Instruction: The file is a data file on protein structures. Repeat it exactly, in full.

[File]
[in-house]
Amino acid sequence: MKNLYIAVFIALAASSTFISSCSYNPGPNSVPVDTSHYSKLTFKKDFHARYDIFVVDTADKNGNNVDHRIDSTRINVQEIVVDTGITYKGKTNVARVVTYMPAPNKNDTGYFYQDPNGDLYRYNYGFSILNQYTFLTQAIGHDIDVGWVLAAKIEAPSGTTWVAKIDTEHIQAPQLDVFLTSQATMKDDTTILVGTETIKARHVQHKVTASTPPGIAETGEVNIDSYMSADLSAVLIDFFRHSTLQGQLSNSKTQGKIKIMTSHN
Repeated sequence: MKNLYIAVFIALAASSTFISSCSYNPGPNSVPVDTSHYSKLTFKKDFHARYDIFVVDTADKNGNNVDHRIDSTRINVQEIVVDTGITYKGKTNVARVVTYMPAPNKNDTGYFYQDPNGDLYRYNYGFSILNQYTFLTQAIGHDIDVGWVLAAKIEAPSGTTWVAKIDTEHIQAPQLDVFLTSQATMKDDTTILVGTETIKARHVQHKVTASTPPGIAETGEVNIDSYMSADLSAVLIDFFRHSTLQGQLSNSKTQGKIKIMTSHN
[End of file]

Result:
[in-house]
Amino acid sequence: MKNLYIAVFIALAASSTFISSCSYNPGPNSVPVDTSHYSKLTFKKDFHARYDIFVVDTADKNGNNVDHRIDSTRINVQEIVVDTGITYKGKTNVARVVTYMPAPNKNDTGYFYQDPNGDLYRYNYGFSILNQYTFLTQAIGHDIDVGWVLAAKIEAPSGTTWVAKIDTEHIQAPQLDVFLTSQATMKDDTTILVGTETIKARHVQHKVTASTPPGIAETGEVNIDSYMSADLSAVLIDFFRHSTLQGQLSNSKTQGKIKIMTSHN
Repeated sequence: MKNLYIAVFIALAASSTFISSCSYNPGPNSVPVDTSHYSKLTFKKDFHARYDIFVVDTADKNGNNVDHRIDSTRINVQEIVVDTGITYKGKTNVARVVTYMPAPNKNDTGYFYQDPNGDLYRYNYGFSILNQYTFLTQAIGHDIDVGWVLAAKIEAPSGTTWVAKIDTEHIQAPQLDVFLTSQATMKDDTTILVGTETIKARHVQHKVTASTPPGIAETGEVNIDSYMSADLSAVLIDFFRHSTLQGQLSNSKTQGKIKIMTSHN